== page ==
I have been in sales nearly my whole life. As a kid during the summer, my friends and I sold lemonade, snow cones, or our old toys from a stand in the neighborhood. From the ages of twelve to fifteen, I rented a table at comic book conventions to buy and sell to other collectors. At the age of sixteen, I had to sell myself in a job interview. When I graduated from college with a degree in physical therapy, I “sold” patients on my ability to assist them in recovering from a variety of physical ailments. To ensure the most optimal outcome, I needed them to “buy” into how important it was for them to be actively involved in their own recovery process. As I moved into formal management and leadership positions, my sales challenge progressed. I was charged with getting my teams or clients to buy into the vision or direction I was “selling.” And, as a business owner, I’ve sold my company’s services to prospects.
Yes, I’ve been selling a long time. That’s what got me excited about a recent Harvard Business Review article by Rebecca Knight titled “How to Improve Your Sales Skills, Even If You’re Not a Salesperson.”1 In it, she quotes Thomas Steenburgh, professor at the University of Virginia Darden School of Business, who states, “Selling is moving somebody else to action.” As managers and leaders, that’s what we do every day. Ms. Knight then proceeds to provide fantastic advice regarding how to think about sales and make oneself more comfortable with the thought of selling.
Although Ms. Knight’s article was focused on actual sales, I viewed it from the aspect of managing and leading people. The principles are the same. Effectively selling your team or clients on your vision and implementation strategy requires the same four tools Ms. Knight identifies as those required to effectively sell products or services.
Reflect. Look back on the great leaders you’ve worked with in your career. How did they inspire you or your team to achieve more? I always say, management is getting people to do what they are supposed to do, but leadership is helping them achieve more than they thought they could. I had a boss who was great at providing what I needed. He broke down bureaucratic obstacles in the organization that kept me from being successful. Once he paved a path for me, I understood he expected me to deliver results. I’ve tried to adopt a similar leadership style.
On the flip side, reflecting back to poor leaders allows us to learn what not to do as well as what types of behaviors to avoid. I had another boss who was ruthless. She actively sought out weaknesses. The more vulnerable the victim the better, especially if that person reported directly to one of her subordinates. My takeaway from that experience was to make sure my team members were always prepared. Furthermore, I made it clear I would always stand with them.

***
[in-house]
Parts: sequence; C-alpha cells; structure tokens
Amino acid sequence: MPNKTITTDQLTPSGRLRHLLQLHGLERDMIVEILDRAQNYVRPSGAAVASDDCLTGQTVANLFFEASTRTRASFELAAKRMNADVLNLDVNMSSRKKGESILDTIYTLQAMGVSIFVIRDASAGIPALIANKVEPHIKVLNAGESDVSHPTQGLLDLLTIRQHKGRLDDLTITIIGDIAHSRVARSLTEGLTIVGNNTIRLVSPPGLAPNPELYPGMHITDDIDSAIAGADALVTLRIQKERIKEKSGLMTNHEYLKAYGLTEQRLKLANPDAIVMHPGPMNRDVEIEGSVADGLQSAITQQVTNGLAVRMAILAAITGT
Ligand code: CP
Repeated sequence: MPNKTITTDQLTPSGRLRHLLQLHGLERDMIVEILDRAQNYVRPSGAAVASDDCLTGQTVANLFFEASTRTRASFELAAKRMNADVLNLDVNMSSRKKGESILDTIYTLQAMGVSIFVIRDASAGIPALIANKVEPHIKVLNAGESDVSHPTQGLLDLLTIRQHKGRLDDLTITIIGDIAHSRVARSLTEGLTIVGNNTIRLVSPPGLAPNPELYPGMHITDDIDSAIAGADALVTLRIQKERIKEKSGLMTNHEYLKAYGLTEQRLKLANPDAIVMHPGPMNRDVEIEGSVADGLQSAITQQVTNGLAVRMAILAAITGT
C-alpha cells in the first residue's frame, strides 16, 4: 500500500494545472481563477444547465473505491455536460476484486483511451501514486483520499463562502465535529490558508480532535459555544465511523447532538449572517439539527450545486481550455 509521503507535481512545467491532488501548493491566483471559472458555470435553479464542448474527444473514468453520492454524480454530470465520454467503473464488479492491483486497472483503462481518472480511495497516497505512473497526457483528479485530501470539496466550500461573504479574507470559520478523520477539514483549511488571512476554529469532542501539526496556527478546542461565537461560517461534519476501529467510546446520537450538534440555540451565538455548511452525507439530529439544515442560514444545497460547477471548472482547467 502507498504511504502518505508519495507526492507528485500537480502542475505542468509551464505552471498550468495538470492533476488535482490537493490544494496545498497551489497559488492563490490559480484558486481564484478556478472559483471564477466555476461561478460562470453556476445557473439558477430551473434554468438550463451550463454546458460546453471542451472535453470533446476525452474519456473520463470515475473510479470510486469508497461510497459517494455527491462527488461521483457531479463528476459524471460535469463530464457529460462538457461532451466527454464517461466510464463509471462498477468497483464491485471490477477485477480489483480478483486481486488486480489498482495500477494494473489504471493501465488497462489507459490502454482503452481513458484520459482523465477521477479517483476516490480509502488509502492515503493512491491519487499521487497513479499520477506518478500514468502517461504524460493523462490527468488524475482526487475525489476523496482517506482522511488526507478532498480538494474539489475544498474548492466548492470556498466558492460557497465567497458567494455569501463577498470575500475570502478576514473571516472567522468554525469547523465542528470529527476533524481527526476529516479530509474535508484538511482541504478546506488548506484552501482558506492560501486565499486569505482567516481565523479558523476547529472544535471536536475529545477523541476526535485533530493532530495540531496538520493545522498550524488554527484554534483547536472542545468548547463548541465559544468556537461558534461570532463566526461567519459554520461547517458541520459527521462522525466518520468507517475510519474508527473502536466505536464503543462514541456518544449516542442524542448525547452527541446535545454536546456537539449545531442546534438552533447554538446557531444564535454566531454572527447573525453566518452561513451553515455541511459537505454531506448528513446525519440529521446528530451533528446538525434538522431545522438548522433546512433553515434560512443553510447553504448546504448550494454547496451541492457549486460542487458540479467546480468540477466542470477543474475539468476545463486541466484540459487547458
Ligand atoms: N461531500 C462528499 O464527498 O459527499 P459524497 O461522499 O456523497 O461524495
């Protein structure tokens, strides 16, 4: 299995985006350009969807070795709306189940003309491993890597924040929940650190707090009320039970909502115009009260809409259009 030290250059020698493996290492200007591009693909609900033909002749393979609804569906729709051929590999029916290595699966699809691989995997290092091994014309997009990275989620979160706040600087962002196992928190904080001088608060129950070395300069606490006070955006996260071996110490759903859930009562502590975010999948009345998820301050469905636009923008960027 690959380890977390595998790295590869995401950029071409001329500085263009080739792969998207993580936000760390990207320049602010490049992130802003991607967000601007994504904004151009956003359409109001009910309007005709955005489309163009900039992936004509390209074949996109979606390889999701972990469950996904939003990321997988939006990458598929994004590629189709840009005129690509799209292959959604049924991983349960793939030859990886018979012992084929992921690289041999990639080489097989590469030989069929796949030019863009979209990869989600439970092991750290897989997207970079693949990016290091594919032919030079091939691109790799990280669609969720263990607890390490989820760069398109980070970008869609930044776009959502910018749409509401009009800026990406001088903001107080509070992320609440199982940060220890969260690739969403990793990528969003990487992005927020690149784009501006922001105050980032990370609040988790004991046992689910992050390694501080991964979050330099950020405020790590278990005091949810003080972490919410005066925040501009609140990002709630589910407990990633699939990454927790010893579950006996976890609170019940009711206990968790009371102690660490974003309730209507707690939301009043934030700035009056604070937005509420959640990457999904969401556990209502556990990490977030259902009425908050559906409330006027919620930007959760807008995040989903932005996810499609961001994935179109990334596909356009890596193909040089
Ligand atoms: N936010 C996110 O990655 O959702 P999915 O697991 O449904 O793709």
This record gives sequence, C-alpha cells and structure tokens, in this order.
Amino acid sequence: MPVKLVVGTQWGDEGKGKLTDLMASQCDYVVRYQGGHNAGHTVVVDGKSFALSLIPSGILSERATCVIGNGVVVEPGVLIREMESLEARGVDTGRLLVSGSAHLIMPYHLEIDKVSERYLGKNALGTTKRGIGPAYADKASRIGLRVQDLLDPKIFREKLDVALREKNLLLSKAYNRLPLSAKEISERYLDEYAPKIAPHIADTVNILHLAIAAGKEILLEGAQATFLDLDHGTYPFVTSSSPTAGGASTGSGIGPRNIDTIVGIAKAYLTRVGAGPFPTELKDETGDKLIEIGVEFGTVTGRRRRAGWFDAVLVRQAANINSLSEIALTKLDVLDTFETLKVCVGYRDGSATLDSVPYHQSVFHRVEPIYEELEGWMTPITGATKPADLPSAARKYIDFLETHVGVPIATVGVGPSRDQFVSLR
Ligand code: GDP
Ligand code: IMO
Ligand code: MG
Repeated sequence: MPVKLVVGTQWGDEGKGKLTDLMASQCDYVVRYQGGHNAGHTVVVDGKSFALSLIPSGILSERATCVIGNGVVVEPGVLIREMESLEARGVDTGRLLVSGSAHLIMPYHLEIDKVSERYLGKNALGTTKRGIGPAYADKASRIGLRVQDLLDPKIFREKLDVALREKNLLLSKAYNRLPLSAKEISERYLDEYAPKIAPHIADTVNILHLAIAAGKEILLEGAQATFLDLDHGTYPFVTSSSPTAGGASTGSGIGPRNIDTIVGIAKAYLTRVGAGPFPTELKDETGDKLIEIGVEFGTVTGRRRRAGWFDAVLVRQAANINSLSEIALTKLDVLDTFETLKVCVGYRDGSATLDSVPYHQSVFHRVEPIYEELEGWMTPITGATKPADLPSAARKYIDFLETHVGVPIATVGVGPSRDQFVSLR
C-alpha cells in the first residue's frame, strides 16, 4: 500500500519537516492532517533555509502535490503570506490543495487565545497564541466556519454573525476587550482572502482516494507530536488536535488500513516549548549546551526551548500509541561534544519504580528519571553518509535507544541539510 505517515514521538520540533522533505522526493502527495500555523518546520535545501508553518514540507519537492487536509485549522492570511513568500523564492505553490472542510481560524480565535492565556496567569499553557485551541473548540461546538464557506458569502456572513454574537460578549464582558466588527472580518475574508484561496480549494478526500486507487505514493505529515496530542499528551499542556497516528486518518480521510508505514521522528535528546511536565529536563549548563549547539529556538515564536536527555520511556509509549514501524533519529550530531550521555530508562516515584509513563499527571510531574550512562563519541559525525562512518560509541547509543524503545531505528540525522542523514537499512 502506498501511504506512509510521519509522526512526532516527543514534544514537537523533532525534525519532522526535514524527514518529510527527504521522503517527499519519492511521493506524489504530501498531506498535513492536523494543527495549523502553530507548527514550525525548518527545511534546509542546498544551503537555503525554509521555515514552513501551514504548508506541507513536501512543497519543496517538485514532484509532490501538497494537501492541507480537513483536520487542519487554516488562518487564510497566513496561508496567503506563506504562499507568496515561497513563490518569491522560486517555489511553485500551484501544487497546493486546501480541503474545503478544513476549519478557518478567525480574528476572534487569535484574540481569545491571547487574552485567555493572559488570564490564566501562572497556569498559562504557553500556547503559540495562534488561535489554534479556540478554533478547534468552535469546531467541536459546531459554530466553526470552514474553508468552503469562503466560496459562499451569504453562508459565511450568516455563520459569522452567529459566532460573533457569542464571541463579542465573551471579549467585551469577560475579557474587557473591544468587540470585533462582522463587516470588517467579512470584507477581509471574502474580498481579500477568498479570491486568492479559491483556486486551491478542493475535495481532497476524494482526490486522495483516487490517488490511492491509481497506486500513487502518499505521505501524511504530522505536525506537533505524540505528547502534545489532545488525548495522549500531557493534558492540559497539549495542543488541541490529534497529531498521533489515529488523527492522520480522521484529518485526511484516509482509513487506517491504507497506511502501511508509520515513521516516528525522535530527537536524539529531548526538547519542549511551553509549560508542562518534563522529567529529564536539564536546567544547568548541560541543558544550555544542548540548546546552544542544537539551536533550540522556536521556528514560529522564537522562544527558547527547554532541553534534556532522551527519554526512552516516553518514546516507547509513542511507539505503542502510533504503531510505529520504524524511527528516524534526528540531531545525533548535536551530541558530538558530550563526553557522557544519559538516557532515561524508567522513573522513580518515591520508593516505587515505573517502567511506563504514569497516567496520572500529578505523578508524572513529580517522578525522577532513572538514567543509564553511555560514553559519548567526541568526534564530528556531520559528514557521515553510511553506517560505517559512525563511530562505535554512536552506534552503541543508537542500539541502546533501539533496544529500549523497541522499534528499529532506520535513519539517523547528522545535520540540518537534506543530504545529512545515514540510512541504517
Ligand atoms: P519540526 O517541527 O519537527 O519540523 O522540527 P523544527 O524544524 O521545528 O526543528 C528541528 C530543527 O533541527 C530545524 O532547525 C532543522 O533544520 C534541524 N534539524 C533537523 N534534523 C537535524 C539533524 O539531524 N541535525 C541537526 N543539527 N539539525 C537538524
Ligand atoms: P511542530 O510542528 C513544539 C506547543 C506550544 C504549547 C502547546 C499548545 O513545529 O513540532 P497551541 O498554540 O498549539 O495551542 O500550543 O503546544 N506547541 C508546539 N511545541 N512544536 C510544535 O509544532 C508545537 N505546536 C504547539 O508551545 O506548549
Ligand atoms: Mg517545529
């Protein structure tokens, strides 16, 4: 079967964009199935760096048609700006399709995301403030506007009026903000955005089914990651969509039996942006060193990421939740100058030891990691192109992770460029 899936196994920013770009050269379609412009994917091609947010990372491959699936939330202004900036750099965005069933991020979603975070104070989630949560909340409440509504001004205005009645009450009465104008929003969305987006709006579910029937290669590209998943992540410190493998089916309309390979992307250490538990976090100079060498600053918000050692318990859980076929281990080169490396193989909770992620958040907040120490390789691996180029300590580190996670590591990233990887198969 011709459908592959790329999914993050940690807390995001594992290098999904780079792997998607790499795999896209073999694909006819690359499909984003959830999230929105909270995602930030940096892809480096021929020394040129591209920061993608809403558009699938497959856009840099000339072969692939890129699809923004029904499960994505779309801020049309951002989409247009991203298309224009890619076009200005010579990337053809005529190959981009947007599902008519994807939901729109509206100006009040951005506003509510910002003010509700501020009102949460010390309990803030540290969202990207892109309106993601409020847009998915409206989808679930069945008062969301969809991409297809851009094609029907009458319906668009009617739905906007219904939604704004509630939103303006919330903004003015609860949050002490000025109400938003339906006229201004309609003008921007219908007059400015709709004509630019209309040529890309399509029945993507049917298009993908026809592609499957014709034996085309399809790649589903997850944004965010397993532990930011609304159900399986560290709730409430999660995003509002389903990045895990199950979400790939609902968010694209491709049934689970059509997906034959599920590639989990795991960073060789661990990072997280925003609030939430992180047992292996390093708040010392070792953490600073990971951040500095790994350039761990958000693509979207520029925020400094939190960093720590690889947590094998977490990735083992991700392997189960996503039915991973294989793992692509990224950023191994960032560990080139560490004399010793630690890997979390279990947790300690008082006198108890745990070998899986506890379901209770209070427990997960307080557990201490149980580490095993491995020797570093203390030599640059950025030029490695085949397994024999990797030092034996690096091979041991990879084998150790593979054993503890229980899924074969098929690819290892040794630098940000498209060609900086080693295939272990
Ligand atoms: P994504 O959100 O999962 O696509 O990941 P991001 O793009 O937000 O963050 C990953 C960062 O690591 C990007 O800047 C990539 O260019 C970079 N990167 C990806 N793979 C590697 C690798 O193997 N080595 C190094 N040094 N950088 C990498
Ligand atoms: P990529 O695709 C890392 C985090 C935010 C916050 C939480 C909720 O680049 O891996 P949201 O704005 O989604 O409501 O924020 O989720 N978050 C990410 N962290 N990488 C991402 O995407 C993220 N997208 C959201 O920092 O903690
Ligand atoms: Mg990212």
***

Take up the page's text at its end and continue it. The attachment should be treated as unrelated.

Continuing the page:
Put yourself in your counterpart’s shoes. I appreciate the old saying, “To truly know someone, you need to walk a mile in their shoes.” Empathy is the action of understanding, being aware of, being sensitive to, and vicariously experiencing the feelings and thoughts of another. A leader may be able to fake empathy once or twice. However, the people you are leading will quickly identify whether you are truly empathetic or just paying them lip service.
Understand what motivates your group. Tie the motivations of individuals to your vision to accomplish your goals. I once worked for a senior VP who desperately wanted to expand his territory. He asked what my goals were. I told him I wanted to become an area manager. He replied with, “Then build an area.” He proceeded to provide me the resources, encouragement, and, when necessary, the interference, to build an area. The result was both visions were realized.
Plan, prepare, and practice. You only have one chance to make a first impression. If you’re trying to sell your team on a shared vision for success, obtain buy-in by preparing an initial “pitch” to get them on board. Not being successful the first time doesn’t doom the plan or idea for the future. However, being ill-prepared during the initial roll-out seriously reduces the chance of success going forward.
- Plan: Identify objections you may encounter ahead of time. Know the people you are preparing to lead or motivate.
- Prepare: Know your facts. Understand your data. Do your research.
- Practice: Find a friend or family member with whom to practice your presentation. Or, at the very least, pitch it to yourself in front of a mirror.
Stay calm and don’t brag. Staying calm is especially important if you don’t receive the response you expected. If there is resistance to your plan when initially presenting it to your team, keep your wits about you. You may find additional research is required. Sometimes, you need to work through the plan with your team gradually. Generally speaking, losing your temper or panicking will make things worse.
Bragging or making the project or vision about you is a sure path to difficulty. I have seen managers try to motivate staff or physicians to get behind a vision but these individuals were so ego-centric it was clear to their audience the plan was really about the manager, not the team. Generally, “me” based managers fail.
Again Ms. Knight quotes Thomas Steenburgh, “Very few parents say they want their kids to grow up to be a salesperson.” If these parents truly understood the versatility of the sales skill set, they would appreciate that a sales career can prepare their kids for a life of leadership.
Robert Carrera, President/CEO